South Africa is often characterised as having a ‘culture’ of violence: people point to high crime rates, high rates of violence in crime, high rates of domestic abuse etc. South Africa has very high levels of acquaintance violence and other violent interactions in otherwise non-violent situations. The CSVR was contracted in 2007 to investigate the causes of structural justice in South Africa. The CSVR defines normalisation as a cultural situation where “violence is regarded as a viable and legitimate way of resolving problems and asserting or protecting one’s interests” (Centre for the Study of Violence and Reconciliation,

2008).

The high levels of violence may also be said to contribute to a type of collective cumulative trauma. Many people have been exposed to violence in their domestic or community environments, have been victims of violence, or themselves have been involved in perpetrating acts of violence. The overall impact of this is that people feel overwhelmed by

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violence and resigned to its inevitability, and they find it difficult to remember or imagine a state of being that is not characterised by fear and violence. (Centre for the Study of Violence and Reconciliation, 2008, p. 171) We will return to the concept of collective trauma below.

For instance, children who grow up in families characterised by violence not only internalise the acceptability of violence, but are likely to internalise the verbal and emotional style of interaction that characterises these families. (Centre for the Study of Violence and Reconciliation, 2008, p. 188) This understanding is that violence is mimetic and “breeds more violence”. The severe exposure of South Africans to widespread and often excessive violence could lead to a naturalisation of violent response; it becomes culturally learned.

Why is the South African context so violent? The first answer is that many grew up in and lives through the unrest of the 1980s, and violence continues to be a culturally default mode of response. The second answer is that despite the advent of democracy, many even most people continue to be exposed to high levels of mental, physical and symbolic violence, and other means of recourse remain unavailable to them. The third answer is that the violence of the past has traumatised the South African society, which is now predisposed to violent response as a consequence.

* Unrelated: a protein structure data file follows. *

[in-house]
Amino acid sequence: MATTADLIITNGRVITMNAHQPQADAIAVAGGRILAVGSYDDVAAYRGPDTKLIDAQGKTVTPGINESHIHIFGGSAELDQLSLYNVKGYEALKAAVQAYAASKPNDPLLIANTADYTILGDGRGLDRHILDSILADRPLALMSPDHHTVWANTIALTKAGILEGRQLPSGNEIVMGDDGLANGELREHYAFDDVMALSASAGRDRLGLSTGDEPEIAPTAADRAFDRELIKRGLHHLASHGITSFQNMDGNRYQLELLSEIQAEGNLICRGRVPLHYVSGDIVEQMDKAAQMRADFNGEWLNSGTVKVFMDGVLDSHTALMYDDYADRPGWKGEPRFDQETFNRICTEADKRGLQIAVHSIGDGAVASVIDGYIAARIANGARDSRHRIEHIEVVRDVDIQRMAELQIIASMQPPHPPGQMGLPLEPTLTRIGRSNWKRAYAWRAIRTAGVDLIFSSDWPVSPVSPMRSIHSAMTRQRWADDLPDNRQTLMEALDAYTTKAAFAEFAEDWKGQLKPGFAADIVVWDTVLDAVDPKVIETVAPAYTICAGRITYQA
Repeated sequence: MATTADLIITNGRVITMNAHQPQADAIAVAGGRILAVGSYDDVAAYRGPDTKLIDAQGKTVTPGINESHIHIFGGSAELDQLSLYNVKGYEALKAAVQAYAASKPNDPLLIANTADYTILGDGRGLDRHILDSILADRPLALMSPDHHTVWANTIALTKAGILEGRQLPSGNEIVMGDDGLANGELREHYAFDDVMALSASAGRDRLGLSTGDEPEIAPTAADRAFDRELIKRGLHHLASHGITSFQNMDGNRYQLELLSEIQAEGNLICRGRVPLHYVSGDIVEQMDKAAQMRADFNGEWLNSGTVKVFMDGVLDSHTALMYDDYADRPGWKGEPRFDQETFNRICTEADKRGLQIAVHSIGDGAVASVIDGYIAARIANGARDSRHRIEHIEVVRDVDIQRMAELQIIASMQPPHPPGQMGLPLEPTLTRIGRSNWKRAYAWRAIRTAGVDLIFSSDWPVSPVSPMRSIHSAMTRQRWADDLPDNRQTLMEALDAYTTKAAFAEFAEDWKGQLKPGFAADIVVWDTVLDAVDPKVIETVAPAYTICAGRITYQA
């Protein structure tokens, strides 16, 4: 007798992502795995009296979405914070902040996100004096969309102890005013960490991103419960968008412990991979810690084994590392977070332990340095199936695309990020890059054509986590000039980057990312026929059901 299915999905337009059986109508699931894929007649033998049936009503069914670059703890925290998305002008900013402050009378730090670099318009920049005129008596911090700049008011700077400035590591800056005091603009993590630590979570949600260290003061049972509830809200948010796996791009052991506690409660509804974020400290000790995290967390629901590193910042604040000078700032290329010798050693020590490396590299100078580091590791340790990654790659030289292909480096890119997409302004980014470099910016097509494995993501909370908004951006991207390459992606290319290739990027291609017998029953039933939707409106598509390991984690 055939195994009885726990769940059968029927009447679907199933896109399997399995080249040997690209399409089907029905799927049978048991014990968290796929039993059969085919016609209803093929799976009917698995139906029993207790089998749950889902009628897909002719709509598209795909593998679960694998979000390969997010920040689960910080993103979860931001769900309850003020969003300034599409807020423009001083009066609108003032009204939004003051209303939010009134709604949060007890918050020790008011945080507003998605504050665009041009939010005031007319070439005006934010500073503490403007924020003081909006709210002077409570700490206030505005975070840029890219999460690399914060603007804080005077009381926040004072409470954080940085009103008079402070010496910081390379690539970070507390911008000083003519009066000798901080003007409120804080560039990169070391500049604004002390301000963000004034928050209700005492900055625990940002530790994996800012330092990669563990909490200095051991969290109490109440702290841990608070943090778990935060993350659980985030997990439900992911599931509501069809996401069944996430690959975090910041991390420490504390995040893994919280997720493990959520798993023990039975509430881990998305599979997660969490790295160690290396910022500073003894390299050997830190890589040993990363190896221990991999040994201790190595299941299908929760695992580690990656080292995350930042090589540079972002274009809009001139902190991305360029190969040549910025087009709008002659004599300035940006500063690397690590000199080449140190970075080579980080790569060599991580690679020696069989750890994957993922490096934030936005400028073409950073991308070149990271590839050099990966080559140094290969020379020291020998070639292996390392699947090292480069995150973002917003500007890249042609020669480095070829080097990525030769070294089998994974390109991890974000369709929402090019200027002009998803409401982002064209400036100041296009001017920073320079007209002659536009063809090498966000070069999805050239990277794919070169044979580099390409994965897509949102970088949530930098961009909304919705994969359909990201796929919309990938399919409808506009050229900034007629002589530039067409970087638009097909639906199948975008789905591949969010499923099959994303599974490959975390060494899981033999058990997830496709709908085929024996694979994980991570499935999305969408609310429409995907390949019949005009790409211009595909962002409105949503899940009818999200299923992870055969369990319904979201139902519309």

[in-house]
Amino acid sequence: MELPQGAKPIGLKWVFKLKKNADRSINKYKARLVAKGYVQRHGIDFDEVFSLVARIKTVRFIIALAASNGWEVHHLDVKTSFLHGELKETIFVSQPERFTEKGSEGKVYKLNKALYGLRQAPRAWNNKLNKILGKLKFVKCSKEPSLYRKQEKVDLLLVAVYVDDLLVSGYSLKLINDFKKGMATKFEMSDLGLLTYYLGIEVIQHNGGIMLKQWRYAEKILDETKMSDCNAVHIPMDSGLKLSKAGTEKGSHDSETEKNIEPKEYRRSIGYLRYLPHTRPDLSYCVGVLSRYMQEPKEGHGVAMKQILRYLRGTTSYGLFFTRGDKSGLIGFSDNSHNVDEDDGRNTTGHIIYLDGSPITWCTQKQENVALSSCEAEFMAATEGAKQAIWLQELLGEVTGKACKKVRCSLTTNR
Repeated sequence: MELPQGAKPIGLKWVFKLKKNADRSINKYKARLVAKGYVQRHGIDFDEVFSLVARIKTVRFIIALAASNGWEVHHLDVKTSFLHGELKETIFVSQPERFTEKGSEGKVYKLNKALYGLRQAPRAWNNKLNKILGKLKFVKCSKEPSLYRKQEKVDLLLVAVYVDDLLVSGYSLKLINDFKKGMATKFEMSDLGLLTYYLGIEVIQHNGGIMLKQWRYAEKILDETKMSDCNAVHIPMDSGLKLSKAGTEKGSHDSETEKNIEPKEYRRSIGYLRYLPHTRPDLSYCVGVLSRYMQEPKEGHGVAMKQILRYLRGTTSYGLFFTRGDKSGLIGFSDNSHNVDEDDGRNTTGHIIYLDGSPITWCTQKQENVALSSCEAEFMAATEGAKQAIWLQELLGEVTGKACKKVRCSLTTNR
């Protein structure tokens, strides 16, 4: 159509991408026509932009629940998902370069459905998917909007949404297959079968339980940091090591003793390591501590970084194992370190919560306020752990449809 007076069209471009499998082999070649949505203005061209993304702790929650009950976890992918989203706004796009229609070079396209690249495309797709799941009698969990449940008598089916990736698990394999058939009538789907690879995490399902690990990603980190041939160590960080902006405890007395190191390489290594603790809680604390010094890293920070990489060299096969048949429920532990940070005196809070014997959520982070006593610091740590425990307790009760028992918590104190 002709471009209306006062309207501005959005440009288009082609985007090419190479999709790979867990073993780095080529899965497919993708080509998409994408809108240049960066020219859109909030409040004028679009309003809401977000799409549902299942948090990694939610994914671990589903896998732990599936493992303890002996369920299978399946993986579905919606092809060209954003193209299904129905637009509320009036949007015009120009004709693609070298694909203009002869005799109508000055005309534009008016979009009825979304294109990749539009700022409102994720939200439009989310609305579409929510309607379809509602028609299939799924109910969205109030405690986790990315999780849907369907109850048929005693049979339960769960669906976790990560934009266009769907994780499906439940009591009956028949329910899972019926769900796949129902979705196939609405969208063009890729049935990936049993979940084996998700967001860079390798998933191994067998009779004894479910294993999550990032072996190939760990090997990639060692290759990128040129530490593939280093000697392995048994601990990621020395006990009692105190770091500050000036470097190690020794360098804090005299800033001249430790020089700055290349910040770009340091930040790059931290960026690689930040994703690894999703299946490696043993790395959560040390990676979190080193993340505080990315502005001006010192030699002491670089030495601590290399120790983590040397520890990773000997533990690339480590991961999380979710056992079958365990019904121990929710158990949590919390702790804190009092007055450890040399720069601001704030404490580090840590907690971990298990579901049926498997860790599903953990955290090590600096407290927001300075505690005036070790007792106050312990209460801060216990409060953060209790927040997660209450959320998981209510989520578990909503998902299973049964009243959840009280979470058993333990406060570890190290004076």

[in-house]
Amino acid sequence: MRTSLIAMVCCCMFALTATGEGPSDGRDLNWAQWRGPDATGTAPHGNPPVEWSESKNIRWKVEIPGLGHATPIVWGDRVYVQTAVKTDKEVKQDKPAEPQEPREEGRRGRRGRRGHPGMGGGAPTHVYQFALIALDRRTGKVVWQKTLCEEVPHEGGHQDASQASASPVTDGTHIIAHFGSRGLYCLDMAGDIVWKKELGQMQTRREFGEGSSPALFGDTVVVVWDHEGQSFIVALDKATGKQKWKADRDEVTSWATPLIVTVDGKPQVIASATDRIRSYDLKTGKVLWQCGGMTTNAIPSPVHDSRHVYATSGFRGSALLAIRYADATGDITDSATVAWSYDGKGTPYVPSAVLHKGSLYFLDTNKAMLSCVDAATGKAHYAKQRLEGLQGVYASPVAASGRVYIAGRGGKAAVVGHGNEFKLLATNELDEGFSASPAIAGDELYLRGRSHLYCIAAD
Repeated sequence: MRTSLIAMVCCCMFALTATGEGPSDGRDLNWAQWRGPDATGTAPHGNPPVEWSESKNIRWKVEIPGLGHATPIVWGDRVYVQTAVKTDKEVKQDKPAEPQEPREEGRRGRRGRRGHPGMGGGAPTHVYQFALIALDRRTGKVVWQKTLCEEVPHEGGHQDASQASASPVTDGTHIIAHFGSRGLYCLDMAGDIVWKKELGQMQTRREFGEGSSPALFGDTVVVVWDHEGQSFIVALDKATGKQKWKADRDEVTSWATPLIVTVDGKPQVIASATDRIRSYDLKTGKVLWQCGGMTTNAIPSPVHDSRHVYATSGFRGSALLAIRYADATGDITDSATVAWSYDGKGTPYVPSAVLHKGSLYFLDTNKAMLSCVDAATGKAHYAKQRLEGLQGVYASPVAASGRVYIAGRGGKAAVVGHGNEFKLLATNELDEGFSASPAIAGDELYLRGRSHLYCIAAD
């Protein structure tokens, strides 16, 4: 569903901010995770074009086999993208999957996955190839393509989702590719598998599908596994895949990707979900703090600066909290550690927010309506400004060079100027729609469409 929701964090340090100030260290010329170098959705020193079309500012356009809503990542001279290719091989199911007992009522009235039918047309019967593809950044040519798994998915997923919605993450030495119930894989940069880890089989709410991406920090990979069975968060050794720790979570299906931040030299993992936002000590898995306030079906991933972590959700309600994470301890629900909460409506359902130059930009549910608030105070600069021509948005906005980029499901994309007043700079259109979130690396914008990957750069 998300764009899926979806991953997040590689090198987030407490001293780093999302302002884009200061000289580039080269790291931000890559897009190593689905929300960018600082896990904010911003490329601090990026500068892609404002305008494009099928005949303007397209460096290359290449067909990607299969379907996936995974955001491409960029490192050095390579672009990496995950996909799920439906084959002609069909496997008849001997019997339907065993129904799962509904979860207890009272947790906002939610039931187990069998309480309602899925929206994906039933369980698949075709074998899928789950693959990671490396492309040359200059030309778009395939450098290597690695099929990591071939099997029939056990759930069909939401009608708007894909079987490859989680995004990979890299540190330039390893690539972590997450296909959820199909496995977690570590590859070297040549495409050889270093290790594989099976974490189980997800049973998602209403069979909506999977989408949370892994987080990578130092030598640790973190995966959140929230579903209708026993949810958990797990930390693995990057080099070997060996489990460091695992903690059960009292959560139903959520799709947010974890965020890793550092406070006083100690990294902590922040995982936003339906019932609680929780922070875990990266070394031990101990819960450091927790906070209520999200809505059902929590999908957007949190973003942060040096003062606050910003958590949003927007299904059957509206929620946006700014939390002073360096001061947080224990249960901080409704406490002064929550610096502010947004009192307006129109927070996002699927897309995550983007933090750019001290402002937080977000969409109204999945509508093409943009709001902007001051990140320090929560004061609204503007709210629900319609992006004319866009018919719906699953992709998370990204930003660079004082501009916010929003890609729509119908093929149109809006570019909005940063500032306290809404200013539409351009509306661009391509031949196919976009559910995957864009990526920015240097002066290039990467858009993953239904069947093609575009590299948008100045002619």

Anatomy of a service delivery protest

“Service delivery protests” are instances of mass action by residents against local governments, usually in order to protest corruption and/or lack of services. The literature on these protests is varied in their levels of analysis and focus but I am inclined to follow Alexander (2010: 26) when he says, “[i]t appears that what we are attempting to grapple with is locally-organised protests that place demands on people who hold or benefit from political power (which includes, but is not limited to, local politicians). These have emanated from poorer neighbourhoods (shack settlements and townships rather than suburbs).”

Service delivery protests, while all naturally different, share similar patterns that allow us to distil a picture of what a typical protest would look like. I’ve built a generic description drawing on SWOP (2011), Alexander (2010) and Booysen (2007) to create an idea of a typical protest.

In an impoverished community, local government fails to deliver on specific promises, which causes residents and local leaders to come together to form a group and hold

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a mass meeting. Residents march to the seat of local government (usually a town council or municipality) to hand over a petition or memorandum. Local government fails to respond appropriately (for example, in Voortrekker the case presented by SWOP as the benchmark typical situation - the premier promised to meet protestors but instead sent an MEC at the last minute) and the situation dissolves into violence often including throwing stones, setting up barricades of burning tires and calls to make the town ‘ungovernable’, a familiar mantra from the era of anti-Apartheid unrest and violence. These protests also prominently feature the toyi-toyi, a South African form of protest also used extensively in the anti-Apartheid struggle, and the singing of struggle songs. As in the case of Voortrekker, violence often escalates:

houses are torched, protestors are hurt and sometimes killed by police counter action and protestors will even turn against other residents who not support the protest.

Alexander (2010: 26) discussed the variety of mechanisms used by protesting communities: “[t]hey have included mass meetings, drafting of memoranda, petitions, toyi- toying, processions, stay-aways, election boycotts, blockading of roads, construction of barricades, burning of tyres, looting, destruction of buildings, chasing unpopular individuals out of townships, confrontations with the police, and forced resignations of elected officials”.

SWOP writes in their report on xenophobic violence, which touches on service delivery protests as well: